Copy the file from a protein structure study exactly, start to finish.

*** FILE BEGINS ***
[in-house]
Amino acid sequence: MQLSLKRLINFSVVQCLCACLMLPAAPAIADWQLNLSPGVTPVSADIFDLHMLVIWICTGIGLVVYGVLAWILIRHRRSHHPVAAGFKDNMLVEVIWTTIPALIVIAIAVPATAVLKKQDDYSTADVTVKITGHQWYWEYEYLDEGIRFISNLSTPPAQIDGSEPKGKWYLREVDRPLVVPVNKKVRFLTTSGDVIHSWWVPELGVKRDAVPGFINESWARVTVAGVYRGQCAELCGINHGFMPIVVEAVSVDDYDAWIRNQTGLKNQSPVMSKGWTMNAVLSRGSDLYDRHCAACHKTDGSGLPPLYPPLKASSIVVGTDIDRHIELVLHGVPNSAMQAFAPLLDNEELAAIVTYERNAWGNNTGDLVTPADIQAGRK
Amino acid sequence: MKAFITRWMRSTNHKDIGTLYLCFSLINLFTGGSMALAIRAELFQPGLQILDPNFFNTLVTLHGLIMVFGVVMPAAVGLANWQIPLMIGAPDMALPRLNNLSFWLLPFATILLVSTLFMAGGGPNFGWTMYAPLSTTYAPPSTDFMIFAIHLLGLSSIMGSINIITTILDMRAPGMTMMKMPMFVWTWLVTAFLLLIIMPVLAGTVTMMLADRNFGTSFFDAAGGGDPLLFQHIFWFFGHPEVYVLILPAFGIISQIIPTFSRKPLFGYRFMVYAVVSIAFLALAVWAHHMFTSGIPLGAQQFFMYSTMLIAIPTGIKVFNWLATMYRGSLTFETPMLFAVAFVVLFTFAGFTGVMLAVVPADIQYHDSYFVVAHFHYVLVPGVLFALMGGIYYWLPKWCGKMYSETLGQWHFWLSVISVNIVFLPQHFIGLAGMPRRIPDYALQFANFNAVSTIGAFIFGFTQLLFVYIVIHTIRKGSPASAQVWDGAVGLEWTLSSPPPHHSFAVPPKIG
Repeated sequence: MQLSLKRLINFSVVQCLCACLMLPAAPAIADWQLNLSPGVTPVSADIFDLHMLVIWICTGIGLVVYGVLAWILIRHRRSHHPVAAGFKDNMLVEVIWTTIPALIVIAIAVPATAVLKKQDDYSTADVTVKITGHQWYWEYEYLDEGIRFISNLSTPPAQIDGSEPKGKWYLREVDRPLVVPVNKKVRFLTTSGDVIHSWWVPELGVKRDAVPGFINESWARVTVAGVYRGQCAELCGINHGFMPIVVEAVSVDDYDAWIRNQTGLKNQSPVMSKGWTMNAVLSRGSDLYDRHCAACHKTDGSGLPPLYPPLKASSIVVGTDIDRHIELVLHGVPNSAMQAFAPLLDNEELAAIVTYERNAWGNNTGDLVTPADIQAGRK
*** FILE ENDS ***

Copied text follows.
[in-house]
Amino acid sequence: MQLSLKRLINFSVVQCLCACLMLPAAPAIADWQLNLSPGVTPVSADIFDLHMLVIWICTGIGLVVYGVLAWILIRHRRSHHPVAAGFKDNMLVEVIWTTIPALIVIAIAVPATAVLKKQDDYSTADVTVKITGHQWYWEYEYLDEGIRFISNLSTPPAQIDGSEPKGKWYLREVDRPLVVPVNKKVRFLTTSGDVIHSWWVPELGVKRDAVPGFINESWARVTVAGVYRGQCAELCGINHGFMPIVVEAVSVDDYDAWIRNQTGLKNQSPVMSKGWTMNAVLSRGSDLYDRHCAACHKTDGSGLPPLYPPLKASSIVVGTDIDRHIELVLHGVPNSAMQAFAPLLDNEELAAIVTYERNAWGNNTGDLVTPADIQAGRK
Amino acid sequence: MKAFITRWMRSTNHKDIGTLYLCFSLINLFTGGSMALAIRAELFQPGLQILDPNFFNTLVTLHGLIMVFGVVMPAAVGLANWQIPLMIGAPDMALPRLNNLSFWLLPFATILLVSTLFMAGGGPNFGWTMYAPLSTTYAPPSTDFMIFAIHLLGLSSIMGSINIITTILDMRAPGMTMMKMPMFVWTWLVTAFLLLIIMPVLAGTVTMMLADRNFGTSFFDAAGGGDPLLFQHIFWFFGHPEVYVLILPAFGIISQIIPTFSRKPLFGYRFMVYAVVSIAFLALAVWAHHMFTSGIPLGAQQFFMYSTMLIAIPTGIKVFNWLATMYRGSLTFETPMLFAVAFVVLFTFAGFTGVMLAVVPADIQYHDSYFVVAHFHYVLVPGVLFALMGGIYYWLPKWCGKMYSETLGQWHFWLSVISVNIVFLPQHFIGLAGMPRRIPDYALQFANFNAVSTIGAFIFGFTQLLFVYIVIHTIRKGSPASAQVWDGAVGLEWTLSSPPPHHSFAVPPKIG
Repeated sequence: MQLSLKRLINFSVVQCLCACLMLPAAPAIADWQLNLSPGVTPVSADIFDLHMLVIWICTGIGLVVYGVLAWILIRHRRSHHPVAAGFKDNMLVEVIWTTIPALIVIAIAVPATAVLKKQDDYSTADVTVKITGHQWYWEYEYLDEGIRFISNLSTPPAQIDGSEPKGKWYLREVDRPLVVPVNKKVRFLTTSGDVIHSWWVPELGVKRDAVPGFINESWARVTVAGVYRGQCAELCGINHGFMPIVVEAVSVDDYDAWIRNQTGLKNQSPVMSKGWTMNAVLSRGSDLYDRHCAACHKTDGSGLPPLYPPLKASSIVVGTDIDRHIELVLHGVPNSAMQAFAPLLDNEELAAIVTYERNAWGNNTGDLVTPADIQAGRK